|Frank, Dracula and Bruce watch as Walt works the Crime Computer.
Walt (Fred Grandy), a criminology student, took a job as a night watchman
at Fred’s Wax Museum. It not being all that demanding a job, apparently, he
built a prototype crime computer in a sarcophagus. When he activated it, the
oscillating vibrations brought to life the wax statues of Dracula (Henry Polic
II), Frankenstein (credited as Frank N. Stein, played by Michael Lane) and
Wolfman (known as Bruce W. Wolf, played by Buck Kartalian). But, rather than
pick up where they left off, the famous monsters decided to atone for their
pasts and become superheroes.
|The titular monsters in the Squad.
Monster Squad was developed by Stanley Ralph Ross, who used his
time as a writer on Batman to create this monster-filled equivalent to that show complete with
campy elements. The monsters traveled around town in a customized van and each
possessed a utility belt full of gadgets developed by Walt. Walt would typically
supervise their missions from the Museum as he was unable to leave, although
he’d join them on the field sometimes when they really needed him. Otherwise,
they would keep in contact through communicators with CB-style codenames:
Dracula was “Nightflyer,” Frank was “Green Machine,” Bruce was “Furball” and
Walt was “Chamber of Horrors.” Walt’s remote control for the crime computer was
Mego’s Star Trek communicator painted a different
color. Its sound was even used on the show, though sped up. Robert Turturice
designed the costumes.
|Ultra Witch at her cauldron.
Like Batman, the Squad’s rogues
gallery was full of highly exaggerated villains played by many notable
guest-stars of the era. From Batman came Julie Newmar (Catwoman) as Ultra Witch,
Vito Scotti (Marty Dee) as
half-man half-woman Albert/Alberta, and Sandy McPeak (a Joker henchman) as Castor. Jonathan Harris, Dr. Smith from Lost in Space, played
The Astrologer, and Bewitched’s Alice Ghostley (Esmeralda) played
Queen Bee. Notable Comedians Avery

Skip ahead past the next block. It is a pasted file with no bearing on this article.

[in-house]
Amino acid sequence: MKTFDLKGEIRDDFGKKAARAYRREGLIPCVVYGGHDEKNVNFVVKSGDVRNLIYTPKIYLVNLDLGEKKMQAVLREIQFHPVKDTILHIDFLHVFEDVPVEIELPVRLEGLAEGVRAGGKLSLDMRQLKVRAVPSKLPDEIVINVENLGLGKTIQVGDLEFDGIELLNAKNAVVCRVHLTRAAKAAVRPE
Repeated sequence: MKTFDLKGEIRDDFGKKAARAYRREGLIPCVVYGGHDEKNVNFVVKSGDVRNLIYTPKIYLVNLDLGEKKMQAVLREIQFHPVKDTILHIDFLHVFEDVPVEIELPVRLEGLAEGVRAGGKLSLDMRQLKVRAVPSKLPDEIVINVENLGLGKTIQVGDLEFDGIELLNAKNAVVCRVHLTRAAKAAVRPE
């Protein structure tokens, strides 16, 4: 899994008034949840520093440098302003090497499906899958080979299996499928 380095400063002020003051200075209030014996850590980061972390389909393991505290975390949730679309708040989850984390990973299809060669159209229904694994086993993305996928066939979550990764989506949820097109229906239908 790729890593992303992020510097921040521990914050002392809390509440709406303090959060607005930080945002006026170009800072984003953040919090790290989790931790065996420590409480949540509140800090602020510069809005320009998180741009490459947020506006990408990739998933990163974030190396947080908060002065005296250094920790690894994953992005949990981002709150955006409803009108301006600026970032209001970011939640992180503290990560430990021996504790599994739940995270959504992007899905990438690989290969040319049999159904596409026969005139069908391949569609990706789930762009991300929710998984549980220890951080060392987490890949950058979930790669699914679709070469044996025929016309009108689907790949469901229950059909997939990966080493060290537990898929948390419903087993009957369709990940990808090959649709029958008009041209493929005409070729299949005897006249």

Schreiber and Marty Allen
played The Weatherman and Lorenzo Musica (after Lorenzo Music), respectively.
Ross even appeared in an episode as Jackie Joey.
|The catalog ad for the canceled Monster Squad figures.
Monster Squad was produced by D’Angelo-Bullock-Allen
Productions and premiered on NBC on
September 11, 1976 with music composed by Richard LaSalle. The series was
written by Richard
M. Bluel, Alan Dinehart,
Samara and Ross. While it only lasted a single season of 13 episodes, NBC
kept it on its schedule for the remainder of the broadcast year.
|The board game.
Despite its short run, a good amount of merchandising was
planned around the series. Ideal was contracted
to produce toys related to the show, including action figures and their van.
However, consumer disinterest led to the toy line to be canceled before its release,
and only a smaller version of the van was produced for Ideal’s Micro
Mighty Mo line. Carlin produced three bendable figures called “Chained
Monsters” that were clearly modeled after the Monster Squad characters, right down to their communicators
(although Dracula differed significantly from his on-screen persona). A
blow-dart game and Frank bop bag were produced by GLJ Toys while a coloring
book was published by Rand McNally. In
1978, Collegeville produced a Wolfman and Dracula costume based on the show’s
designs, but by the following year all they offered was Dracula still
brandishing the Monster Squad markings.
made a board game and HG Toys produced a
puzzle prominently featuring the “Ultra Witch” episode. In 2009, the
complete series was released to North America by Virgil Films and Entertainment and
overseas by Fabulous Films.
|The half-man, half-woman Albert/Alberta.
While the series fell into relative obscurity over the years, the concept
had not. In 1980, Hanna-Barbera
produced a cartoon with a similar premise called Drak Pack. In 1987, TriStar Pictures
released the Monster Squad movie;
however, the concept of that was a group of monster-enthusiast kids had to stop
the full gamut of Universal
Monsters from conquering the world. Fun fact: David Proval, who played a pilot
in the film transporting Dracula’s (Duncan Regehr) coffin, also appeared in an
episode of the TV series.
Originally posted in 2015. Updated in 2021.